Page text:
A Turkish prosecutor has been removed from a huge corruption case that has plagued the government of Prime Minister Recep Tayyip Erdogan.
Turkish authorities said on Thursday that Muammer Akkas was removed because he had misled the proceedings and leaked information to the media.
On the same day, Akkas said that “I learned that I was removed from my duty without any justification, while the search warrants, seizure [of materials] and arrest orders [were also taken from me]. The responsibility from now on falls with the Istanbul public prosecutor and his deputy.”
“All of the public and my colleagues should know that my task as a prosecutor has been obstructed,” Akkas added.
He alleged that suspects had been allowed to “take precautions, and flee and tamper with evidence.”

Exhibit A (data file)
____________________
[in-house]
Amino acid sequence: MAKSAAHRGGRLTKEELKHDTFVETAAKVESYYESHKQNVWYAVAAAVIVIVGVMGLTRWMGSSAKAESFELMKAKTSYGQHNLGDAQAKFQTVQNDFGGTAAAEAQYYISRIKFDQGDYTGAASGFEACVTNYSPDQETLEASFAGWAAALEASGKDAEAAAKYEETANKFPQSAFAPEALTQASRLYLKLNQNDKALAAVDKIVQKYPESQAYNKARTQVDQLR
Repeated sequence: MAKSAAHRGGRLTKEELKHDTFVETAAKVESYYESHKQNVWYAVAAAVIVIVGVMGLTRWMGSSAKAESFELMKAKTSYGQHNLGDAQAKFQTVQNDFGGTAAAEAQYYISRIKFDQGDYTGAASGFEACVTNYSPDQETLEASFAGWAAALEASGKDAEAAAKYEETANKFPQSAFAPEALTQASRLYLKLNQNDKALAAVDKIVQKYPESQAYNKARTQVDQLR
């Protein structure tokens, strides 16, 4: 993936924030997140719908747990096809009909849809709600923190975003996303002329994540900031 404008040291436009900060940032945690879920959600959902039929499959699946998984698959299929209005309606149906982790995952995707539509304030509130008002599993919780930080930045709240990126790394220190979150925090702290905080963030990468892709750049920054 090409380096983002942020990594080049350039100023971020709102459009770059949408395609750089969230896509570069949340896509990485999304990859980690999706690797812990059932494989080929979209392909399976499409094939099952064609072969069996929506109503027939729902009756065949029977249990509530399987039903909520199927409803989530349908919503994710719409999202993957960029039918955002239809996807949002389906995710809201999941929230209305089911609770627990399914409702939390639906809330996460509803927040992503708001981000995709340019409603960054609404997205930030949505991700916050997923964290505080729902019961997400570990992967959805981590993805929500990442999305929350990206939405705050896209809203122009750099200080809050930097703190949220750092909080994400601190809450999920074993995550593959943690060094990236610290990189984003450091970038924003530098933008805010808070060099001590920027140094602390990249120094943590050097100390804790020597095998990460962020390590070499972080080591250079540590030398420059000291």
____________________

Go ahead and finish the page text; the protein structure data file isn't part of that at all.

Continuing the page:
On Wednesday, Erdogan announced a major cabinet reshuffle after three ministerial resignations over the corruption inquiry. Two of the ministers resigned after their sons were detained.
Erdogan replaced 10 ministers including the economy, interior, and environment ministers.
Also on Wednesday, Turkish protesters held a demonstration in Istanbul, calling for the government’s resignation.
The crisis erupted on December 17, after dozens of government officials and prominent businessmen close to Erdogan were arrested on graft charges.
Erdogan, however, responded to the inquiry by dismissing dozens of police chiefs. He described the probe as an “ill-intentional move of local and foreign actors” aimed at toppling his government.
The investigation is being widely interpreted as a challenge to the authority of Erdogan, who boasts of being pro-business and has pledged to root out corruption.